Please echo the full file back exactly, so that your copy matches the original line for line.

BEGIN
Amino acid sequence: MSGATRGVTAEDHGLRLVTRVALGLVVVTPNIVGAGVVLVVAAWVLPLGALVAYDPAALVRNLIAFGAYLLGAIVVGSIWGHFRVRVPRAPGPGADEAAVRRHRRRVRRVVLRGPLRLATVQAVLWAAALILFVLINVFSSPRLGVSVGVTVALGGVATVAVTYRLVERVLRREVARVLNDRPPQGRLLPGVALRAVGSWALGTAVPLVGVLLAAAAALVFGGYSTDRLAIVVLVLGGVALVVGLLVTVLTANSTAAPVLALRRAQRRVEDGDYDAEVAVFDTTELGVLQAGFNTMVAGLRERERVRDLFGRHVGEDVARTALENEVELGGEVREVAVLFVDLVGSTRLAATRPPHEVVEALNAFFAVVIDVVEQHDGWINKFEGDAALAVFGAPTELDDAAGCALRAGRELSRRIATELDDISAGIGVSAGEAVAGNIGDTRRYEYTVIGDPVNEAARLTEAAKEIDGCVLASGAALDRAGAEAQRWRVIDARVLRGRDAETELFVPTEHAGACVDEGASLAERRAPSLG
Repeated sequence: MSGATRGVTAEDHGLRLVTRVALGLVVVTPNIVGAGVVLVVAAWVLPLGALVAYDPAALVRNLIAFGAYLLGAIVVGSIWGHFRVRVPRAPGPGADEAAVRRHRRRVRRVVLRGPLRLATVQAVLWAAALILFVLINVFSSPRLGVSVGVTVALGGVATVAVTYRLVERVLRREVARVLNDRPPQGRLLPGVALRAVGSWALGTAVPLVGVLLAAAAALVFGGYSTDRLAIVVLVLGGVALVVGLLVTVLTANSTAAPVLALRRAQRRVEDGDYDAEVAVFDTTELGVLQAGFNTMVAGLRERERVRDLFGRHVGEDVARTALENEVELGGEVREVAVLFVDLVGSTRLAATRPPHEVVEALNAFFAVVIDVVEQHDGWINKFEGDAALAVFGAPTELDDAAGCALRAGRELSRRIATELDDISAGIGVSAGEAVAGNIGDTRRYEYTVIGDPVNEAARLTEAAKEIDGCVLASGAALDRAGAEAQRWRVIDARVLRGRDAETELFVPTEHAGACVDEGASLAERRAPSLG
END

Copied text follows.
Amino acid sequence: MSGATRGVTAEDHGLRLVTRVALGLVVVTPNIVGAGVVLVVAAWVLPLGALVAYDPAALVRNLIAFGAYLLGAIVVGSIWGHFRVRVPRAPGPGADEAAVRRHRRRVRRVVLRGPLRLATVQAVLWAAALILFVLINVFSSPRLGVSVGVTVALGGVATVAVTYRLVERVLRREVARVLNDRPPQGRLLPGVALRAVGSWALGTAVPLVGVLLAAAAALVFGGYSTDRLAIVVLVLGGVALVVGLLVTVLTANSTAAPVLALRRAQRRVEDGDYDAEVAVFDTTELGVLQAGFNTMVAGLRERERVRDLFGRHVGEDVARTALENEVELGGEVREVAVLFVDLVGSTRLAATRPPHEVVEALNAFFAVVIDVVEQHDGWINKFEGDAALAVFGAPTELDDAAGCALRAGRELSRRIATELDDISAGIGVSAGEAVAGNIGDTRRYEYTVIGDPVNEAARLTEAAKEIDGCVLASGAALDRAGAEAQRWRVIDARVLRGRDAETELFVPTEHAGACVDEGASLAERRAPSLG
Repeated sequence: MSGATRGVTAEDHGLRLVTRVALGLVVVTPNIVGAGVVLVVAAWVLPLGALVAYDPAALVRNLIAFGAYLLGAIVVGSIWGHFRVRVPRAPGPGADEAAVRRHRRRVRRVVLRGPLRLATVQAVLWAAALILFVLINVFSSPRLGVSVGVTVALGGVATVAVTYRLVERVLRREVARVLNDRPPQGRLLPGVALRAVGSWALGTAVPLVGVLLAAAAALVFGGYSTDRLAIVVLVLGGVALVVGLLVTVLTANSTAAPVLALRRAQRRVEDGDYDAEVAVFDTTELGVLQAGFNTMVAGLRERERVRDLFGRHVGEDVARTALENEVELGGEVREVAVLFVDLVGSTRLAATRPPHEVVEALNAFFAVVIDVVEQHDGWINKFEGDAALAVFGAPTELDDAAGCALRAGRELSRRIATELDDISAGIGVSAGEAVAGNIGDTRRYEYTVIGDPVNEAARLTEAAKEIDGCVLASGAALDRAGAEAQRWRVIDARVLRGRDAETELFVPTEHAGACVDEGASLAERRAPSLG